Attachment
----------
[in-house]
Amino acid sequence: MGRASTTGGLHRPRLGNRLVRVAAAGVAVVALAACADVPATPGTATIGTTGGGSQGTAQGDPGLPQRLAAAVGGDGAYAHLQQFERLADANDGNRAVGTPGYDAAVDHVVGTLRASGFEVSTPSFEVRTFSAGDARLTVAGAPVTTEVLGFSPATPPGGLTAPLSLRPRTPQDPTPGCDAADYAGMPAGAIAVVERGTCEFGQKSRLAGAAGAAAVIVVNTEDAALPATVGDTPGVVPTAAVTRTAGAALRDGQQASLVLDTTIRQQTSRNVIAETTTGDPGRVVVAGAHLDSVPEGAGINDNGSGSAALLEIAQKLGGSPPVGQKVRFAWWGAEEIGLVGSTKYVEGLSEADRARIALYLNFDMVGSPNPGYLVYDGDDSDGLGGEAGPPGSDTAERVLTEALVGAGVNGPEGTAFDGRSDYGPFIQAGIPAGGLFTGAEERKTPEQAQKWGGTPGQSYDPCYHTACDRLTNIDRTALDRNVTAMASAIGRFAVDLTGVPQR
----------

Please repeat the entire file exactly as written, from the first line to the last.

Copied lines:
[in-house]
Amino acid sequence: MGRASTTGGLHRPRLGNRLVRVAAAGVAVVALAACADVPATPGTATIGTTGGGSQGTAQGDPGLPQRLAAAVGGDGAYAHLQQFERLADANDGNRAVGTPGYDAAVDHVVGTLRASGFEVSTPSFEVRTFSAGDARLTVAGAPVTTEVLGFSPATPPGGLTAPLSLRPRTPQDPTPGCDAADYAGMPAGAIAVVERGTCEFGQKSRLAGAAGAAAVIVVNTEDAALPATVGDTPGVVPTAAVTRTAGAALRDGQQASLVLDTTIRQQTSRNVIAETTTGDPGRVVVAGAHLDSVPEGAGINDNGSGSAALLEIAQKLGGSPPVGQKVRFAWWGAEEIGLVGSTKYVEGLSEADRARIALYLNFDMVGSPNPGYLVYDGDDSDGLGGEAGPPGSDTAERVLTEALVGAGVNGPEGTAFDGRSDYGPFIQAGIPAGGLFTGAEERKTPEQAQKWGGTPGQSYDPCYHTACDRLTNIDRTALDRNVTAMASAIGRFAVDLTGVPQR